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Former US-backed Guatemalan Dictator Efraín Ríos Montt Dies Facing Genocide Charges

Victims of the genocide and human rights advocates said Rios Montt's death brings a measure of closure.

Former Guatemalan dictator Jose Efrain Rios Montt (l) during his trial on charges of genocide in 2013. (Photo: AFP/Getty)

General Efraín Ríos Montt, the former US-backed Guatemalan dictator on trial for genocide and crimes against humanity for his role during his country’s civil war, has died at age 91.

The New York Times reports Rios Montt suffered a fatal heart attack on Sunday in Guatemala City. He had long suffered from dementia as well as heart and lung problems. At the time of his death, the former general was on trial for genocide for the second time. In 2013, he was convicted and sentenced to 80 years’ imprisonment for ordering the murder of 1,771 members of the Ixil Maya indigenous people during his rule in 1982-1983. It was the first time a former head of state had been charged with genocide by a court in his own country.

However, within days his conviction was overturned on a technicality, with Guatemala’s high court ruling that Rios Montt should face a new trial.

Born in 1926 into a poor family in the Huehuetenango highlands, Rios Montt distinguished himself as a student at Guatemala’s military academy. As a young officer, he participated in the successful CIA-orchestrated coup against the democratically elected reformist president Jacobo Arbenz. Four years before the coup, Rios Montt graduated from the US Army School of the Americas (SOA), also known as the “school of coups” and “school of assassins” because it produced so many of both. SOA students, who included future dictators Manuel Noriega, Leopoldo Galtieri and Hugo Banzer, were trained in counterinsurgency, democracy suppression, kidnapping, interrogation and assassination, sometimes using US-authored torture manuals.

Known as a hard worker, Rios Montt rose quickly through the ranks and in1970 was promoted to chief of staff of the Guatemalan army under military dictator General Carlos Manuel Arana Osorio. He ran for president on a center-left ticket in 1974 but was defeated in what is widely believed to have been a fraudulent election. Years of exile in Spain followed.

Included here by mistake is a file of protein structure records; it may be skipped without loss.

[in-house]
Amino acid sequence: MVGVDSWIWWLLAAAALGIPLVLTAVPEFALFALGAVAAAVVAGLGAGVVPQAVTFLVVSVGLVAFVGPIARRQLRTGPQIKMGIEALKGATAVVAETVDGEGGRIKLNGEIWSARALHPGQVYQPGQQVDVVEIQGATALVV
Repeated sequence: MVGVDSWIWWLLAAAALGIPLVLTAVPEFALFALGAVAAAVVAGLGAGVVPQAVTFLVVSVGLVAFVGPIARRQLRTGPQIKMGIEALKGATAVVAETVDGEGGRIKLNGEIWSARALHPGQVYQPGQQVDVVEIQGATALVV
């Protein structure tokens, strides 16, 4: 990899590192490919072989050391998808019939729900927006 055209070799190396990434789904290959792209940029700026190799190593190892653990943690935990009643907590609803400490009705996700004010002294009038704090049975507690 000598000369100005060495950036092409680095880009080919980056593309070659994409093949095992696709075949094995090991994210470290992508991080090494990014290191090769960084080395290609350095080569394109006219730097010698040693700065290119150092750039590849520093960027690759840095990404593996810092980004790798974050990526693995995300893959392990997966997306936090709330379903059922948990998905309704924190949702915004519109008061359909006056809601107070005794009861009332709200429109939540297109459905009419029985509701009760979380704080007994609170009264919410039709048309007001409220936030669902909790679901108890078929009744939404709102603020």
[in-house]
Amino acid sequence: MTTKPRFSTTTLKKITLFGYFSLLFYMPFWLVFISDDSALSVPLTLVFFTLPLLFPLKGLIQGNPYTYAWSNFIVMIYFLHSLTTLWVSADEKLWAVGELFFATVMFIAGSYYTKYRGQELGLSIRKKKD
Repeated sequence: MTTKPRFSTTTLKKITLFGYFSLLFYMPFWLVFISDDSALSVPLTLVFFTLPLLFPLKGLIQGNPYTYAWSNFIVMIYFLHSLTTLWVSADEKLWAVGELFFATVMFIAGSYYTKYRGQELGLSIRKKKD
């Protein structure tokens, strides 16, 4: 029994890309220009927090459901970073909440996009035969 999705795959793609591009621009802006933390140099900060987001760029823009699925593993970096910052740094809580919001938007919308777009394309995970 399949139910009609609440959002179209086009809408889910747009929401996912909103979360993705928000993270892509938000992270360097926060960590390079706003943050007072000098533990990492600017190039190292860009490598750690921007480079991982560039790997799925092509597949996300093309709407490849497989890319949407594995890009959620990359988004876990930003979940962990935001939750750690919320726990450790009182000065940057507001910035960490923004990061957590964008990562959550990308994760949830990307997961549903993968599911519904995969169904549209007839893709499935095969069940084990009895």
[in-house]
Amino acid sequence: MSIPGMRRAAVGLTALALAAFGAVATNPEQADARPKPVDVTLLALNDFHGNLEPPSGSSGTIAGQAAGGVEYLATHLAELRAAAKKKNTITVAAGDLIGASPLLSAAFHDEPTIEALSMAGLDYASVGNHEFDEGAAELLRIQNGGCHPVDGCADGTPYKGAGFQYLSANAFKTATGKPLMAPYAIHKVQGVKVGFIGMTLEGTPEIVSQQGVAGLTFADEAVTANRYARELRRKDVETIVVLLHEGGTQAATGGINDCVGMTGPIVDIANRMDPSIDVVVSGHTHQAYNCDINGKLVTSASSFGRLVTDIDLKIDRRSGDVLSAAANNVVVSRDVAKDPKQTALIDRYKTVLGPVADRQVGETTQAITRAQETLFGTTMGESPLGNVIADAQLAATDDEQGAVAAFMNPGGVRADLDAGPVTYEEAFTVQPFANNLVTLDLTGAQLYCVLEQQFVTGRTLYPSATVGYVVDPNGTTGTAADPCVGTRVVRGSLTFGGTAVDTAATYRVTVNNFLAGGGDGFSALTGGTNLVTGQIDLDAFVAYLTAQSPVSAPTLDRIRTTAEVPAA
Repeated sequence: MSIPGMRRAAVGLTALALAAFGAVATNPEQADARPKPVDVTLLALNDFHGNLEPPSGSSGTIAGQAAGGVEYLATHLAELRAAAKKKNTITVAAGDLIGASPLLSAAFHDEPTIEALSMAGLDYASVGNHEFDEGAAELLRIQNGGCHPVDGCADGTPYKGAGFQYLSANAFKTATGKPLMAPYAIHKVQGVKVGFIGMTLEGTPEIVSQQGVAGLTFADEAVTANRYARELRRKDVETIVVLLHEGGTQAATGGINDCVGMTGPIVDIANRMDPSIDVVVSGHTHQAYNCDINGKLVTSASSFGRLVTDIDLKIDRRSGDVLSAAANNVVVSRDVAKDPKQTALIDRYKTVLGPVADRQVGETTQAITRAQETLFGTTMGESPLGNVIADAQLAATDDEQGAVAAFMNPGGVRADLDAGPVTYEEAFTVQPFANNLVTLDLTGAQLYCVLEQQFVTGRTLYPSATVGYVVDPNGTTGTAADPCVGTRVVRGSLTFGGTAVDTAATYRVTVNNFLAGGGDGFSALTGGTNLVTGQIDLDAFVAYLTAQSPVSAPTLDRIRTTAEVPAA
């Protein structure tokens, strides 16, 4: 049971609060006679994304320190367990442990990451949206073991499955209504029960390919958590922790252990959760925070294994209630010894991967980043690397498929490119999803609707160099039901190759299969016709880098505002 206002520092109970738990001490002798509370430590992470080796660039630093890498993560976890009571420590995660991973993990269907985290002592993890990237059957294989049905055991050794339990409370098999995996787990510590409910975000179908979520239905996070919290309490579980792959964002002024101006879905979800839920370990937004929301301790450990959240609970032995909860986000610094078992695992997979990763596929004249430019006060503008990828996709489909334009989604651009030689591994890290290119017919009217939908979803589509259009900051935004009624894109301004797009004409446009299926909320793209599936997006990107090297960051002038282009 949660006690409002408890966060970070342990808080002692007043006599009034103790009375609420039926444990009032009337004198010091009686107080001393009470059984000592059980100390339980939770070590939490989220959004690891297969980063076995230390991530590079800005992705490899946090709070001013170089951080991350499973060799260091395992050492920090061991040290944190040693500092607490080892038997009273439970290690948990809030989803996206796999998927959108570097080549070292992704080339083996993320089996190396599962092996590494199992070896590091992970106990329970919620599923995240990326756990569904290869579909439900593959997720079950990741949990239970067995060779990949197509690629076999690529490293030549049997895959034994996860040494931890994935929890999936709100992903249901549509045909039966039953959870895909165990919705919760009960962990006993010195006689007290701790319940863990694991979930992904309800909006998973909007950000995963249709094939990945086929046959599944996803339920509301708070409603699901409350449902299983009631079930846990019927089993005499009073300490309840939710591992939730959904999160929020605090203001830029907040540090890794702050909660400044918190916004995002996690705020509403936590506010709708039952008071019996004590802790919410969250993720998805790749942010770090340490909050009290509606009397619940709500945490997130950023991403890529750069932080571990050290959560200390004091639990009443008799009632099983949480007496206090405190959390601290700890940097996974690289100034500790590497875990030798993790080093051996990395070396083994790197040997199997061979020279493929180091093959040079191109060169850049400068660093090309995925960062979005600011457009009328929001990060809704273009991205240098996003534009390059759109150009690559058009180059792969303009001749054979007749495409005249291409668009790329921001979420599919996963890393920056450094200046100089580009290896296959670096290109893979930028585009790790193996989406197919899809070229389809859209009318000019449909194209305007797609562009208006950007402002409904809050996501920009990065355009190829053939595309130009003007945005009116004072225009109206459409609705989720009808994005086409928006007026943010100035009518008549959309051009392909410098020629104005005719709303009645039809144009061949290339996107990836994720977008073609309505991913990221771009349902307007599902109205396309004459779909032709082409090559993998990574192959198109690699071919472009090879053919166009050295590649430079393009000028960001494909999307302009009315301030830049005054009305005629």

Upon his return to Guatemala, Rios Montt’s politics grew increasingly conservative. He also abandoned Catholicism and  became a preacher in Church of the Word, a California-based evangelical church, counting American evangelical leaders including Pat Robertson, Jerry Falwell and Luis Palau among his friends.

In 1982, Rios Montt led a successful military coup, proclaiming himself president and commander-in-chief in June. He continued the previous regime’s civil war policy of fusiles y frijoles (rifles and beans), under which all adult males were forced to join civil patrols, while ramping up a scorched earth policy against leftist insurgents. The Guatemalan elite feared the country would end up like Nicaragua, where the successful Sandinista revolution had ushered in a period of progressive reforms aimed at uplifting the poor. They — and their allies in Washington — also looked warily around them at leftist uprisings in neighboring El Salvador and Honduras and determined they would not suffer a similar fate. Rios Montt’s hard-line policies reassured the ruling elite, even as they terrorized the indigenous population.

“If you are with us, we will feed you,” he said in an address to Guatemala’s peasants. “If not, we will kill you.” Beans for the obedient, bullets for the rest.